Thursday, November 24, 2016

Sitting or Lying, Not Walking Ups CrossFit Performance and Inter-Set Recovery | Nitrate Shot Allows for "One More Rep" | Electric Brain Stimulation Turns You into Hulk & More

I have to admit: This is an awkward collection of studies, but this is what happens if you (cherry) pick and discuss only those of the papers in the latest issue of the Journal of Strength and Conditio-ning Research which I personally found interesting / most interesting.
Some of you have probably already been missing it. The short science round-ups with the latest scientific evidence from exercise and nutrition science all around the world.

Studies such as Mosher's nitrate supplementation study that shows significant increases in the maximal number of reps during strength training. Studies such as Ouelette's study that refutes the notion that walking on a treadmill in-between sets is beneficial for trainees who are working out in the strength-conditioning range (crossfitters). Studies such as Wilson's review of the usefulness of CHO supplements with an unambiguous result in favor of CHO supplements. And studies like Lattari's who tested the effects of transcranial direct current stimulation (tDCS) on trained individuals' strength.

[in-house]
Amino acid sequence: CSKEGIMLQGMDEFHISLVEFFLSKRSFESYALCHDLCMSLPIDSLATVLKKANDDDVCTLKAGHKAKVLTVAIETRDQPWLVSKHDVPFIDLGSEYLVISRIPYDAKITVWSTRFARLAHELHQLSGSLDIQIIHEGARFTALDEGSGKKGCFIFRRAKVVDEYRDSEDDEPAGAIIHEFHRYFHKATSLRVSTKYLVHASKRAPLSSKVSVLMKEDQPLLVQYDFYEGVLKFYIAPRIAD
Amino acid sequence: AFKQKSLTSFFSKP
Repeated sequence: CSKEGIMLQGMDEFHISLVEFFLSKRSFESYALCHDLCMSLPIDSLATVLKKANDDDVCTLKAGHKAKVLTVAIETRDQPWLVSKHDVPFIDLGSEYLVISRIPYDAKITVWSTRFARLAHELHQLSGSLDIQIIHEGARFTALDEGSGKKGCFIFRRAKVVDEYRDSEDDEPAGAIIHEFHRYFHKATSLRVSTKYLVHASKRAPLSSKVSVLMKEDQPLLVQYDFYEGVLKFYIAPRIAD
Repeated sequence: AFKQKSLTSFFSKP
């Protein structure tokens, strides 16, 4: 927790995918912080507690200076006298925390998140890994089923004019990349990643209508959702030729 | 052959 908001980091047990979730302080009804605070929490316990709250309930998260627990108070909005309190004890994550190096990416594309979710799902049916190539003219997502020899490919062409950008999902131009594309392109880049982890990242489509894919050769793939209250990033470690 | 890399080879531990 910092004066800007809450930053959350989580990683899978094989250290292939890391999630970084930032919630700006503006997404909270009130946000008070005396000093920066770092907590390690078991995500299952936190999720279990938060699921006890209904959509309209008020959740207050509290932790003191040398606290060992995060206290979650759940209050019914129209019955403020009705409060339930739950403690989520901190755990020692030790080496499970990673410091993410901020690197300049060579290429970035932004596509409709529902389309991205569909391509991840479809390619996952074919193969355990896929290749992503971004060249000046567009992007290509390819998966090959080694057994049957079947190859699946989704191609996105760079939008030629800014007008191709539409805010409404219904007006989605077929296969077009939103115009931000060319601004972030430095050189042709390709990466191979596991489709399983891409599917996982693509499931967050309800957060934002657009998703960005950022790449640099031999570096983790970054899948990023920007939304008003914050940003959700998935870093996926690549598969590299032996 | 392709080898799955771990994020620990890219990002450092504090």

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  • Ingestion of  “BEET It Sport” Nitrate Shot Containing 6.4 mMol or 400 mg of nitrate Improves Resistance Exercise Performance Compared to Blackcurrant Placebo (Mosher. 2016) -- In the corresponding RCT (no sponsorship or bias declared), twelve recreationally active (age, 21 ± 2 years, height, 177.2 ± 4.0 cm, weight, 82.49 ± 9.78 kg) resistance-trained men were assigned in a double-blinded fashion to a randomized cross-over framework where participants ingested either (A) 70 ml of “BEET It Sport” nitrate shot containing 6.4 millimoles (mmol−1·L−1) or 400 mg of nitrate or (B) a blackcurrant placebo drink for six days before their performance during a standardized bench press workout at an intensity of 60% of their established 1 repetition maximum (1RM), for 3 sets until failure with 2 minutes rest interval between sets was tested.